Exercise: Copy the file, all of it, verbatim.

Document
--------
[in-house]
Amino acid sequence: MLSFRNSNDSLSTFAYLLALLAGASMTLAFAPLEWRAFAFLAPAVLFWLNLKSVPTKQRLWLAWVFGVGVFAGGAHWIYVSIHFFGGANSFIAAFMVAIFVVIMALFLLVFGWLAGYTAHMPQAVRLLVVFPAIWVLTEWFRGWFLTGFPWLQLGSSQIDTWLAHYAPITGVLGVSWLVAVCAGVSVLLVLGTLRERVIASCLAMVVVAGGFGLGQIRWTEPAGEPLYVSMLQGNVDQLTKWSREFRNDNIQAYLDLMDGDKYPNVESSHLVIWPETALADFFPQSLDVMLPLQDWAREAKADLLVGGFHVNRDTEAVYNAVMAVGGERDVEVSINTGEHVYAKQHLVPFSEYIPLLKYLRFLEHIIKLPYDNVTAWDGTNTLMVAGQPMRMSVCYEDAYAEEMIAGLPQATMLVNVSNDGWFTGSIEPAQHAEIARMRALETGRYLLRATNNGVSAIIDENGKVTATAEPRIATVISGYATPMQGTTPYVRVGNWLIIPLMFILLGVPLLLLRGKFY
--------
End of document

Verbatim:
[in-house]
Amino acid sequence: MLSFRNSNDSLSTFAYLLALLAGASMTLAFAPLEWRAFAFLAPAVLFWLNLKSVPTKQRLWLAWVFGVGVFAGGAHWIYVSIHFFGGANSFIAAFMVAIFVVIMALFLLVFGWLAGYTAHMPQAVRLLVVFPAIWVLTEWFRGWFLTGFPWLQLGSSQIDTWLAHYAPITGVLGVSWLVAVCAGVSVLLVLGTLRERVIASCLAMVVVAGGFGLGQIRWTEPAGEPLYVSMLQGNVDQLTKWSREFRNDNIQAYLDLMDGDKYPNVESSHLVIWPETALADFFPQSLDVMLPLQDWAREAKADLLVGGFHVNRDTEAVYNAVMAVGGERDVEVSINTGEHVYAKQHLVPFSEYIPLLKYLRFLEHIIKLPYDNVTAWDGTNTLMVAGQPMRMSVCYEDAYAEEMIAGLPQATMLVNVSNDGWFTGSIEPAQHAEIARMRALETGRYLLRATNNGVSAIIDENGKVTATAEPRIATVISGYATPMQGTTPYVRVGNWLIIPLMFILLGVPLLLLRGKFY